The New Zealand foreign minister, Murray McCully, has defended a US$5 million commitment to a three-year community policing programme in eastern Indonesia, including Papua and West Papua.
The programme, which follows a pilot in 2009/10, is to be funded by the New Zealand aid programme and implemented by New Zealand police.
The government's move has been criticised, with the Green Party saying New Zealand should be putting resources into facilitating dialogue between the West Papuans and Jakarta.
Mr McCully told Sally Round why the government chose to go with the community policing programme.
MURRAY McCULLY: It's simply an area that New Zealand has had a long-term interest in providing assistance in. We believe that to the extent that there have been difficulties in relation to Papua, those are best dealt with by encouraging police and others in authority to understand good community policing initiatives. And that's a capability that we're providing through the Indonesian government at the moment. We've got similar programmes in place in Timor-Leste, where with the UN policing project being brought to a conclusion, New Zealand has got a lateral community policing initiative. It's one of the great aspects of New Zealand police that we are world-class at community policing and that's something we're doing in West Papua.
SALLY ROUND: So is it manpower? Funding? Training?
MM: It's training. As i say, we have world-class specialist capability in the area of community policing and that's something that we provide through having good trainers, provide visits, conduct seminars, those sorts of things.
SR: There has been some criticism of the initial pilot project done in 2010 that it's not actually changed anything on the ground in the region, that police violence remains commonplace in eastern Indonesia, West Papua, the Papua region. So why pour US$5 million into this project?
MM: We're doing that over a number of years, of course. I'm aware that the critics will say things are not perfect in relation to West Papua, so we should do nothing. I think the New Zealand view has always been that to the extent that things need to be improved, we should be trying to help, and that's what we're trying to do here.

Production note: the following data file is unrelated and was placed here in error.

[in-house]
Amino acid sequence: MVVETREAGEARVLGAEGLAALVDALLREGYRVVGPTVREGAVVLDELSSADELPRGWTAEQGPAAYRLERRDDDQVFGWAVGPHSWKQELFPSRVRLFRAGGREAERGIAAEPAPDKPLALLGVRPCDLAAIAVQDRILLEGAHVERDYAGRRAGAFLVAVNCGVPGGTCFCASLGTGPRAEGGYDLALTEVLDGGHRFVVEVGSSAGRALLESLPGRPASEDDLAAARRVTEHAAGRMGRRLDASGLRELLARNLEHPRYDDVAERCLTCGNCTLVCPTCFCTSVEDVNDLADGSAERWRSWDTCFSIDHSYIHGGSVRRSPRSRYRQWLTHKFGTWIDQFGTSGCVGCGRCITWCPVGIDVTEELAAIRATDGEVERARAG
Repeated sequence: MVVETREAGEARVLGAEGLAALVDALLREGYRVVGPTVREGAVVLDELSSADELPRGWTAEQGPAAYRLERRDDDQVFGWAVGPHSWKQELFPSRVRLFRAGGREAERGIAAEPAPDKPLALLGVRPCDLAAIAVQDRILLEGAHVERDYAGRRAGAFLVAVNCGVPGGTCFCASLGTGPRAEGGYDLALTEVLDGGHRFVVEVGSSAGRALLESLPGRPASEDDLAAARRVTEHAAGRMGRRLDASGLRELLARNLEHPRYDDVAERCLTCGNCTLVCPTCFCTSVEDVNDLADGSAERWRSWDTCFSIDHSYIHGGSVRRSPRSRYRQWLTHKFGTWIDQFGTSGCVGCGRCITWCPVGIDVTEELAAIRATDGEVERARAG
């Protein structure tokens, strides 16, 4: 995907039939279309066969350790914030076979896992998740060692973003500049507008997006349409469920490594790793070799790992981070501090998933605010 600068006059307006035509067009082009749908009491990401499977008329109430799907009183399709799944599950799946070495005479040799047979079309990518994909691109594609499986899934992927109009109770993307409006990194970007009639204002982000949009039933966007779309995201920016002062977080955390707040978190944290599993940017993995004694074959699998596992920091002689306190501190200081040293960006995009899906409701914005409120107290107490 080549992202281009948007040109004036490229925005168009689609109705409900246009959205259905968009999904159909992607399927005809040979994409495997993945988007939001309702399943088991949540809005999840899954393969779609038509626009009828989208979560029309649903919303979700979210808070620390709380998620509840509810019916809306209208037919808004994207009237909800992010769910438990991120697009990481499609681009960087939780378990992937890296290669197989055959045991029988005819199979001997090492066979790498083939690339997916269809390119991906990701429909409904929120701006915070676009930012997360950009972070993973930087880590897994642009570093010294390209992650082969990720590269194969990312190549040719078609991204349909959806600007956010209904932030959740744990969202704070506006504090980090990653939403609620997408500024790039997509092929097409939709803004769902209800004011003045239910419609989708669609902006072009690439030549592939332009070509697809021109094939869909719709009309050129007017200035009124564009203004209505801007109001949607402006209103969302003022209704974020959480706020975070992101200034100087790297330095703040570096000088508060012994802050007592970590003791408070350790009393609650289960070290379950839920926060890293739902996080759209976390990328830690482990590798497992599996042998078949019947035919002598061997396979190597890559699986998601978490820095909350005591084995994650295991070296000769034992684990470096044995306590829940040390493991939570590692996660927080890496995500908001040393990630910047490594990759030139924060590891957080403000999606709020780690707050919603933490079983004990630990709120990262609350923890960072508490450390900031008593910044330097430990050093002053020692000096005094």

SR: Some critics say that New Zealand should, indeed, not be doing nothing, but they should actually be facilitating dialogue, like peace talks between those seeking independence and the Indonesian government. Would that be an option for New Zealand?
MM: Well, the whole basis for community policing is training people to be able to use their authority in a way that's going ot engender respect from the locals - precisely the expertise that New Zealand imparts through the community policing project.
SR: And did the pilot project come up with specific proof that that was happening?
MM: I didn't undertake the assessment, that was done by officials. But clearly they didn't recommend that we carry out the project because they were dissatisfied with the pilot. They obviously thought the pilot had gone some way towards contributing to a better environment in West Papua, and that's why the recommendation was made and I accepted that recommendation.
SR: But would you give any thought at all to some sort of intermediary mediatory role, given New Zealand's good record on this?
MM: I'm more broadly aware of a lot of work that is going on in Indonesia at the moment to improve that overall environment and to improve communication in relation to West Papua. I think that the Green Party and others who want to go pointing fingers at difficulties in West Papua need to get themselves updated on the significant amount of work that is being done by parties in Indonesia, in West Papua and Papua New Guinea to achieve better understanding and to try and improve overall relationships. There's a lot of good work being done, and I want to see the New Zealand government play its part in reinforcing that work, rather than simply standing back, as the critics do, and trying to identify problems.
SR: And that will be mostly through this community policing. Anything else that you have in mind here?
MM: No, we're part of a conversation that involves, as I say, a number of players within the region to try and improve the overall operating environment. We certainly are active in Indonesia generally in trying to assist in this space. And I think that we'll continue to do that as opportunities arise.